Actress Raveena Tandon says she has always had an "activist streak" in her but has no plans of joining politics.
"I'm the kind who can't toe any party line. And I have problems with almost every political party. There's no party I have come across whose ideology matches with mine. There are people whom I believe in now, but I just prefer to be a free voice," she says.
The 42-year-old actress says that she would rather have an opinion than lose it in the din of party politics.
"I'm not going to be told what I can or should say, or what my sensibilities are. If my sensibilities say that something is wrong, but the party says, 'waah-waah', I just can't do that. So I would rather be a voice which is not scared of anyone than join politics and lose it," Raveena said.
The actress also believes that to bring in change in the country, citizens must start by "being the change" they want to witness.
"We need to start being the change we want to see. We can criticise all we want, but if goons keep getting elected because of powers like 'bhaigiri' or 'moneygiri', then we don't have any right to complain. We lose the authority because we put them there," she says.
Until like-minded people come together, the system will not change, she points out. "Things will continue like this," she warns.
Raveena says she has often been criticised for praising leaders for doing their job well.
"Yes, there are people who I think are doing good work, while people around them might not be doing (such) good work.
That doesn't mean I'm supporting a particular party," she says.
"Today, if you say you are proud of your prime minister or president, you will be trolled. We used to be proud when we said that Indira Gandhi was the first woman PM of India. But today, it is like taboo. Praise Modiji or Rahul Gandhi… and people will say that you are politically inclined," Raveena adds.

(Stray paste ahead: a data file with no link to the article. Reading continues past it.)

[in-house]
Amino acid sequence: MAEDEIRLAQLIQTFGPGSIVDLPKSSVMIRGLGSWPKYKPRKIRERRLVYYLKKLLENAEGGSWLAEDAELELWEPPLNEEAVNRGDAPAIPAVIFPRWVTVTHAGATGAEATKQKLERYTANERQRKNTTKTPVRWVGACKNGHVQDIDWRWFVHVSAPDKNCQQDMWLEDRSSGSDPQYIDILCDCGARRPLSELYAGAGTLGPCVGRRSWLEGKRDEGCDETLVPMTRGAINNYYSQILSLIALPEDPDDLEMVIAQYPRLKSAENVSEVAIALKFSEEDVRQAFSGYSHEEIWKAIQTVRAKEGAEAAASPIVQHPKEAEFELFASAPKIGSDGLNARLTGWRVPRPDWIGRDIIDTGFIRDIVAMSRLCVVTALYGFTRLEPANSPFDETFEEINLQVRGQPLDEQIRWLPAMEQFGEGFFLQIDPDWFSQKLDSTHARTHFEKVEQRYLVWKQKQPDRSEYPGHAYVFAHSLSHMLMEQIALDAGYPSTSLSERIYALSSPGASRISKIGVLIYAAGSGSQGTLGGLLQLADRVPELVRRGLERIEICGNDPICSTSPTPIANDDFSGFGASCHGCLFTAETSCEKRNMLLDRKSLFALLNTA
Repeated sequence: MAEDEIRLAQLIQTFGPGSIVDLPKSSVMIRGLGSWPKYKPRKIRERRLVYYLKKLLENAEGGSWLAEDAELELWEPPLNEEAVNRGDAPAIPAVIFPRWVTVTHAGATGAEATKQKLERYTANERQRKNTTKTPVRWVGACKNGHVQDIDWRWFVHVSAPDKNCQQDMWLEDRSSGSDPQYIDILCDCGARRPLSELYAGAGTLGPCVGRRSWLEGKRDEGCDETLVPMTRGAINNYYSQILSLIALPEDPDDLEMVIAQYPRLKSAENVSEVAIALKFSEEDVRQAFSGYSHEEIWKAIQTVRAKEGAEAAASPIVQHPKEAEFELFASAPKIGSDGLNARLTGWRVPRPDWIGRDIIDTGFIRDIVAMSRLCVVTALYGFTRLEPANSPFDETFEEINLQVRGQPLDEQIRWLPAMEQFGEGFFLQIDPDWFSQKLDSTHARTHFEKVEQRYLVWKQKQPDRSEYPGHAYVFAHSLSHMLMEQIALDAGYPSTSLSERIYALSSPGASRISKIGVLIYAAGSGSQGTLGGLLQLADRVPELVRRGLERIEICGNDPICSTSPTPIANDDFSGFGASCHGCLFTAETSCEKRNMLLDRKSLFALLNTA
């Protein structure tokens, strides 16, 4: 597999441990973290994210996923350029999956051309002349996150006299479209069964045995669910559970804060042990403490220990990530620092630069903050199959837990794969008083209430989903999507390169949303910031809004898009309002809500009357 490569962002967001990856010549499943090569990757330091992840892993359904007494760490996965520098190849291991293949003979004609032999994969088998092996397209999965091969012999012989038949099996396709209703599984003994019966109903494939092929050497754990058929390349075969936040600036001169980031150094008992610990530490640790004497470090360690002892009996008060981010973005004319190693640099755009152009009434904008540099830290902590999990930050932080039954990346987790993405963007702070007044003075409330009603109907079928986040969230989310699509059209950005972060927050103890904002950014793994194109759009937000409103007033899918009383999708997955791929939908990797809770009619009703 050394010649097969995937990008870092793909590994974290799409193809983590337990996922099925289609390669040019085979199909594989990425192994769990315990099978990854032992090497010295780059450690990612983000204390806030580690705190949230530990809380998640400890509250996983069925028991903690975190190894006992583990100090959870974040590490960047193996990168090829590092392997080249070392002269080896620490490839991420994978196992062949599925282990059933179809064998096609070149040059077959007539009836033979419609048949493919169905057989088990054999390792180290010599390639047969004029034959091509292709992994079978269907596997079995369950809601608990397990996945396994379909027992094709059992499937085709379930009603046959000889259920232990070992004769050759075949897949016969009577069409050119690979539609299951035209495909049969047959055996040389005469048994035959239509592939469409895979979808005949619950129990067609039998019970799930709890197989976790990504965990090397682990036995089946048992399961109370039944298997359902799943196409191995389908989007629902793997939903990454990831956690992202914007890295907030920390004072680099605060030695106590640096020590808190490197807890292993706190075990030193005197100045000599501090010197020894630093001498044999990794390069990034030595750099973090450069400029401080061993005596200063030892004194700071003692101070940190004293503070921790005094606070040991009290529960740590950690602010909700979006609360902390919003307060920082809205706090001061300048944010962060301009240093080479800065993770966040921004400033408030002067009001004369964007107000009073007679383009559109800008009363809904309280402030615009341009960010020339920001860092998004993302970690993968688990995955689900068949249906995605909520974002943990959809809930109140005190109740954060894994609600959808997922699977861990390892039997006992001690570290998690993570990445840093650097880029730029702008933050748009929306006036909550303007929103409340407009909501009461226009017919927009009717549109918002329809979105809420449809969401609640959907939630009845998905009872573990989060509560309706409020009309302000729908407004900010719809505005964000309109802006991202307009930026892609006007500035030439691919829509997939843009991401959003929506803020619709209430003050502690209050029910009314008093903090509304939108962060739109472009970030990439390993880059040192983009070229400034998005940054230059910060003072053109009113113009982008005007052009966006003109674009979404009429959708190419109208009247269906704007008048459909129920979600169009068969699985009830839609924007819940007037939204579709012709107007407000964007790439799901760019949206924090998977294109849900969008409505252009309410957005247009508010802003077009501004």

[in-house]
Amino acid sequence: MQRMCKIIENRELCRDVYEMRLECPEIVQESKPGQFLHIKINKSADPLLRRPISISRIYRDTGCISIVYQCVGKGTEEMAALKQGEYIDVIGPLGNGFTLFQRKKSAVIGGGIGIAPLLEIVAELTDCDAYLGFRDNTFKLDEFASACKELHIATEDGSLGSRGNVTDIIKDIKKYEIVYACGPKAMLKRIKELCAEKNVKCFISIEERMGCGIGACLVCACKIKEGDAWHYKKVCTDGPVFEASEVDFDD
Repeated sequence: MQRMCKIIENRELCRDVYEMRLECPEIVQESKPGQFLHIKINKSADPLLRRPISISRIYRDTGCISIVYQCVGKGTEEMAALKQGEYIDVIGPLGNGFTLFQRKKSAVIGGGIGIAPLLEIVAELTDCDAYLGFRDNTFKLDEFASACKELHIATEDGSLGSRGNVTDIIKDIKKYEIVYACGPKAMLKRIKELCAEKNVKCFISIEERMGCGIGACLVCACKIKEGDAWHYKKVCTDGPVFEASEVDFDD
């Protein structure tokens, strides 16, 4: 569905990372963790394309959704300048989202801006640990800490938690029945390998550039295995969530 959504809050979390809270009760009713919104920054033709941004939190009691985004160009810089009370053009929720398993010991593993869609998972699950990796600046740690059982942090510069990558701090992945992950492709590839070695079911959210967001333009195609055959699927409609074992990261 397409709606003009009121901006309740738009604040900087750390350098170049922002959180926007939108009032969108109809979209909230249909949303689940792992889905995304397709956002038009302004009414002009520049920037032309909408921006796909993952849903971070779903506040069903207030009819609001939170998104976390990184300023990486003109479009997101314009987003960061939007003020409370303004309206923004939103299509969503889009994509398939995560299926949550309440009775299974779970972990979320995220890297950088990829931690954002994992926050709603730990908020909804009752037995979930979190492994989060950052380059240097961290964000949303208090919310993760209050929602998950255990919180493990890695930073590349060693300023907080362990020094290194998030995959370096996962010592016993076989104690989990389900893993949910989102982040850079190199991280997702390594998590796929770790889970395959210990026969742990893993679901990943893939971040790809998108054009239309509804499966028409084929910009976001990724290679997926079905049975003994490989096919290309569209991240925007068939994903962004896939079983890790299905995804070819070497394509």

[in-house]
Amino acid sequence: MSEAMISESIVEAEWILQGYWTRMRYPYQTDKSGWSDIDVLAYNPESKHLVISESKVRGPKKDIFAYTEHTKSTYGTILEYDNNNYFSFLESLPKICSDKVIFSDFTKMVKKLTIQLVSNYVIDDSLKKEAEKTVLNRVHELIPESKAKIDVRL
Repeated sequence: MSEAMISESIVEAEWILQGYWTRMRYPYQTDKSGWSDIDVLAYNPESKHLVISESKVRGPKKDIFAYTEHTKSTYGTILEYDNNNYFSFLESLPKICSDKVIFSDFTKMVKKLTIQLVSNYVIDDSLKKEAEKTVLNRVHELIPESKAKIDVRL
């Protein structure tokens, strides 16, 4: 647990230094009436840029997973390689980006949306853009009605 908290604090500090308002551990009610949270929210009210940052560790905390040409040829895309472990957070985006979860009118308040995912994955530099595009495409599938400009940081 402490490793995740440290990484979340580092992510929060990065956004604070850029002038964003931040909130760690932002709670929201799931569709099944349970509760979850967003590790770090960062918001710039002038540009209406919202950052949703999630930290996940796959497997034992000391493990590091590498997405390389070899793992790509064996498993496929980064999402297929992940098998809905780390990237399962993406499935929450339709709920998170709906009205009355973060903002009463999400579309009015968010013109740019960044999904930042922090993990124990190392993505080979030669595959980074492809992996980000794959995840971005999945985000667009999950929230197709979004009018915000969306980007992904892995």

The actress, who stars in the recently released revenge thriller Maatr, regrets that rape is rampant in the country, and stresses that criminals are not afraid of the law anymore.
"We come from a land where women were worshipped as goddesses. Where has that respect gone now?"
India, she adds, needs a strong legal structure.
"We talk about moving towards a new, progressive, liberal and educated India. Then why are mindsets not changing? Had these things happened 60 or 70 years ago, we'd understand. But not now."
Raveena, who is often attacked on social media, says she is indifferent to what is said about her on Twitter. Actors were trolled even before internet came to the fore, she adds.
"I don't care. I don't even read the tweets. I'm not interested in playing the victim. I say what I want to when I want to, whether the people like it or not. But trust me, everybody gets trolled. We actors get trolled even while shooting on the streets.
"We have faced all this, the abuses and comments people pass when we shoot for songs. You all are facing it for the first time, but we've been facing it for a long time. As I said, the basic mindset (of the people) needs to change.